Signs Of Fleas – An Exhaustive Guide

Signs & Symptoms Of Fleas

When you see your beloved pet suffering from an intolerable itch, how can you tell if it’s flea-related or not? It could be that you find some tiny specks on the floor, or maybe that beautiful coat of theirs is beginning to look a little thin.


Once your pet has fleas, there’s little possibility the animal won’t show signs. Given fleas attack rapidly, the bites can multiply in a moment’s time.


How can we be sure, though? Let’s look at some of those signs now.

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signs of fleas

Scratching

Scratching is, of course, a common occurrence for most pets, but even more prevalent when they have fleas.

When a flea bites, the insect’s salivary glands emit a substance that causes your pet to be irritated.

While some pets don’t suffer from specific sensitivities or allergies, almost all cats and dogs will react to fleas by scratching incessantly. It is a common sight.

With a bad case, there’s a chance your dog or cat will also repeatedly gnaw away at the area with their teeth—furthering their chance of contracting an infection while they’re at it.

If your pet is scratching or gnawing at a certain area repeatedly, it would be a good time to check for fleas.

Flea Dirt

Flea dirt is another indication that your pet might have fleas.

Similar to flecks of black pepper in appearance, flea dirt is rough in nature and is comparable in size to sand granules. These small black specks are actually particles of flea feces—primarily composed of old blood, sucked up from their recent host.

A sure way to find out if those specks are, in fact, flea dirt, is easy. Simply wet a paper towel and gently rub it over the area on your pet where you initially found the flecks.

If this brief exercise results in your paper towel having something similar to dirty bloodstains, then your pet most likely has fleas.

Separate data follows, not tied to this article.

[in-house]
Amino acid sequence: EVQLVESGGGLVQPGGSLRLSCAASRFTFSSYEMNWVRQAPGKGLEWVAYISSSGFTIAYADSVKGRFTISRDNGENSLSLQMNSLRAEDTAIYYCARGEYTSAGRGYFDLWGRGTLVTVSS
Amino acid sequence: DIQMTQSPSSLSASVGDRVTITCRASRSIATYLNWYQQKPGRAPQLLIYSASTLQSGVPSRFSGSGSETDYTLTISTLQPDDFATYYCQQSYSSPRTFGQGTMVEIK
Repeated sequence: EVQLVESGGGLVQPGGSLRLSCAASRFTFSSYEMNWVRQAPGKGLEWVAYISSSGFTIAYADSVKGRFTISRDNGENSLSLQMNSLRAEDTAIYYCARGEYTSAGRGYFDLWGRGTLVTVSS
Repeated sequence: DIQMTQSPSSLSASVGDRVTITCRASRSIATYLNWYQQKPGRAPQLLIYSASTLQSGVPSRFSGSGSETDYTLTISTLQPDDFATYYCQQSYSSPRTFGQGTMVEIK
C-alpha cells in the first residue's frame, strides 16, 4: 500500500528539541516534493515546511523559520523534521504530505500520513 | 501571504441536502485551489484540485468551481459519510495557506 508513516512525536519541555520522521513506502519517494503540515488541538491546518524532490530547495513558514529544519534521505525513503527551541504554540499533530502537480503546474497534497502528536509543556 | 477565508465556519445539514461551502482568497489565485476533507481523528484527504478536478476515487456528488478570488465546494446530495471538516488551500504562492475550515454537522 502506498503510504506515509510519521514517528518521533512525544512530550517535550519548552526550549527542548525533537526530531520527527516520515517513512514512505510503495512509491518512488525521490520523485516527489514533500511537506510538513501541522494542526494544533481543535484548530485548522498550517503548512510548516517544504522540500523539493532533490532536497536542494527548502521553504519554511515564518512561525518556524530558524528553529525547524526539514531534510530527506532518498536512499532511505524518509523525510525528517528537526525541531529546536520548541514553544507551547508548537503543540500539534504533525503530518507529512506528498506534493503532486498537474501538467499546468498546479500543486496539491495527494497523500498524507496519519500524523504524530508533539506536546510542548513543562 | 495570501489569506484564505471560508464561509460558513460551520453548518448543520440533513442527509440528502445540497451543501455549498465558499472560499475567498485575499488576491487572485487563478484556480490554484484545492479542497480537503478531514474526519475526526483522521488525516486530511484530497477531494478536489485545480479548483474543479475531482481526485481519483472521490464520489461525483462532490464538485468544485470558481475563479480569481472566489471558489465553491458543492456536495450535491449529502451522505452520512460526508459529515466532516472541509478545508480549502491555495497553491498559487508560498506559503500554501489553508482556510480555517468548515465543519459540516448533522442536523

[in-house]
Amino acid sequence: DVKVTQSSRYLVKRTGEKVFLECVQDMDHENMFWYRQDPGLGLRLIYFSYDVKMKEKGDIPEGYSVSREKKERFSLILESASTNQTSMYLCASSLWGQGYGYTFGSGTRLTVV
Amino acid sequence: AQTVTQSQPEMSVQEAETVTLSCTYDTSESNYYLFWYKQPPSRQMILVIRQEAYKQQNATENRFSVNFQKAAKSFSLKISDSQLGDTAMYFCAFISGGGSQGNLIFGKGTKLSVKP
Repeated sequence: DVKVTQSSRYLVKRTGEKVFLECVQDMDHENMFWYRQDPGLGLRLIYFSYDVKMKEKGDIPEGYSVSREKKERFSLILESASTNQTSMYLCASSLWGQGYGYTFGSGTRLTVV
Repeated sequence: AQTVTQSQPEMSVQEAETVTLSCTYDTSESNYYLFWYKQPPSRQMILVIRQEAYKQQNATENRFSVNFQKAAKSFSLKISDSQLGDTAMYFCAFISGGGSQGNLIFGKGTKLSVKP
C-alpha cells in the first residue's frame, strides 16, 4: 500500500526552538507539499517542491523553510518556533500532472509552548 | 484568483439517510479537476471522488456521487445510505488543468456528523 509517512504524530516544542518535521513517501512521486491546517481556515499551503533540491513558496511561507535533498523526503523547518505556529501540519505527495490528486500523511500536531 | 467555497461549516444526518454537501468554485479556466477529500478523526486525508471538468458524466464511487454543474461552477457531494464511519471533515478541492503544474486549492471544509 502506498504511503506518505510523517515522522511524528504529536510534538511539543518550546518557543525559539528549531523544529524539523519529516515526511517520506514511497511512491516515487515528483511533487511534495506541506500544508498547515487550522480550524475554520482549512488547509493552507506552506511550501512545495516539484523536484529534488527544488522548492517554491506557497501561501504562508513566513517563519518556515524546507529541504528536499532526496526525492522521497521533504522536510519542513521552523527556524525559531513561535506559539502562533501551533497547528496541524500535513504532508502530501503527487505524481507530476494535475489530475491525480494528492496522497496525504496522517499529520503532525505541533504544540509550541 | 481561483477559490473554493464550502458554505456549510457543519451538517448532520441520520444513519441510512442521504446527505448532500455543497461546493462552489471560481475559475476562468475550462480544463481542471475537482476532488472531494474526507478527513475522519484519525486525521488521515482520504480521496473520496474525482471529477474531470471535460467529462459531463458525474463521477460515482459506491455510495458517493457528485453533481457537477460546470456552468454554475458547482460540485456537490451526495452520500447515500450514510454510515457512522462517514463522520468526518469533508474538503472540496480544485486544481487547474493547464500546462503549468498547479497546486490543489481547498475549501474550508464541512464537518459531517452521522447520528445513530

This trick can also work by looking for flea dirt in your pet’s bedding or in carpet fibers.

Fidgeting

Fidgeting and more irritability than usual is another sign of a possible flea infestation. This includes your pet sleeping less than usual and an inability to relax. Are they constantly looking for a new position to sit in or area to relax on? If the answer to this question is “yes,” you might want to investigate further.

Red Rashes/Spots

Within 30 minutes, flea bites can leave small red welts or raised spots. These spots are a result of dilated blood capillaries around the bitten area. While the spots themselves are not dangerous by any means, they can lead to wounds or blister-like lesions after about a day or so. This is especially so if they are scratched or irritated by your pet’s teeth.   If your pet continually scratches the area, which is almost unavoidable, a secondary bacterial infection can occur—further damaging the skin and increasing irritation. You could use the infamous plastic cone around your pet’s neck to keep them away from the source. However, this is a bit extreme and only really necessary if the wounds fester and must be protected to prevent infection

Bites Around Ankles on Humans

Flea bites are pretty distinctive. Just as they do with animals, they can cause constant irritation and discomfort for human hosts as well.

While flea bites are most commonly found around the ankles and legs, they can also be on other areas of the body including knees, elbows, armpits and more.

This is especially the case if you’ve been outdoors or in environments where fleas are prevalent. Maybe on a couch or even in the bed, if your pet has been sleeping in these places.

Typically though, fleas will only reach the areas they can easily jump to. Hence the bites around the ankles, where the fleas can hop on as you’re walking across the carpet or through the yard.

Most stick to around one area of the body, covering a surface area of approximately 1 inch or so. Sometimes the bites are in a straight line or they can appear in a triangle form as well.

Aside from your usual itching, you may even experience hives or develop a rash around the site. If at all possible, avoid scratching the bites. Like other insect bites, when one continues scratching, it can lead to white-topped blisters or an infection.

Search for cooling creams or a similar product for additional relief. You can also place a simple bandage over the area to help you avoid touching an open wound while it heals.

Bald Patches

It’s a well-known pet factoid that an animal’s coat is a reflection of their overall health. This can definitely be applied here. What does your pet’s coat say?